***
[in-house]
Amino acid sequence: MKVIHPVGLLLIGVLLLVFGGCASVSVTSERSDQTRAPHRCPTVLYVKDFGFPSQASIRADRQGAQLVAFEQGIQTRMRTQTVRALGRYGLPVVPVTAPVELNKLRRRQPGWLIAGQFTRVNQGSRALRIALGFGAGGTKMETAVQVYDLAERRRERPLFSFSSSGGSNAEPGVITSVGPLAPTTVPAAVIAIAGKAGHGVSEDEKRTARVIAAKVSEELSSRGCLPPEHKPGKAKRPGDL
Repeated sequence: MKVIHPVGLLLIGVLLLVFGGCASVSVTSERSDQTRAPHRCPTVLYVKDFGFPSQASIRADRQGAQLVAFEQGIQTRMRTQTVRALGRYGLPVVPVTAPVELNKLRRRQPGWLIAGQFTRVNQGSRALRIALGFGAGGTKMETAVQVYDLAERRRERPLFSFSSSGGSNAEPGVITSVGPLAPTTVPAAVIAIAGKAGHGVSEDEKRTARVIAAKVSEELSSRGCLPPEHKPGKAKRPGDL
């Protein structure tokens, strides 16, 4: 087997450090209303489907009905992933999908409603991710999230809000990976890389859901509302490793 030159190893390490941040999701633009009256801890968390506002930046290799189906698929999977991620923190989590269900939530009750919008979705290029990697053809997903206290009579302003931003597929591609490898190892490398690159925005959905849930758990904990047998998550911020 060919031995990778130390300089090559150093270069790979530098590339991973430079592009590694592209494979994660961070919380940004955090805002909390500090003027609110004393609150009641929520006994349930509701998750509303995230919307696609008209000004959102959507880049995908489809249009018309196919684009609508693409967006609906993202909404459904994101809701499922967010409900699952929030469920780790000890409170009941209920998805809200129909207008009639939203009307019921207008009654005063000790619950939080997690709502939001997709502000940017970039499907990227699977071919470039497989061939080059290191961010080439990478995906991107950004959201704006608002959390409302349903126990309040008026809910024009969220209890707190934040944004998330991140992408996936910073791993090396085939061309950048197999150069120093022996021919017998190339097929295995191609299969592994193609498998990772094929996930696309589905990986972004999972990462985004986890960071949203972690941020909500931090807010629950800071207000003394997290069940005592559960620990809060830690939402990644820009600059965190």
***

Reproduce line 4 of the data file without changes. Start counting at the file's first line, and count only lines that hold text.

């Protein structure tokens, strides 16, 4: 087997450090209303489907009905992933999908409603991710999230809000990976890389859901509302490793 030159190893390490941040999701633009009256801890968390506002930046290799189906698929999977991620923190989590269900939530009750919008979705290029990697053809997903206290009579302003931003597929591609490898190892490398690159925005959905849930758990904990047998998550911020 060919031995990778130390300089090559150093270069790979530098590339991973430079592009590694592209494979994660961070919380940004955090805002909390500090003027609110004393609150009641929520006994349930509701998750509303995230919307696609008209000004959102959507880049995908489809249009018309196919684009609508693409967006609906993202909404459904994101809701499922967010409900699952929030469920780790000890409170009941209920998805809200129909207008009639939203009307019921207008009654005063000790619950939080997690709502939001997709502000940017970039499907990227699977071919470039497989061939080059290191961010080439990478995906991107950004959201704006608002959390409302349903126990309040008026809910024009969220209890707190934040944004998330991140992408996936910073791993090396085939061309950048197999150069120093022996021919017998190339097929295995191609299969592994193609498998990772094929996930696309589905990986972004999972990462985004986890960071949203972690941020909500931090807010629950800071207000003394997290069940005592559960620990809060830690939402990644820009600059965190």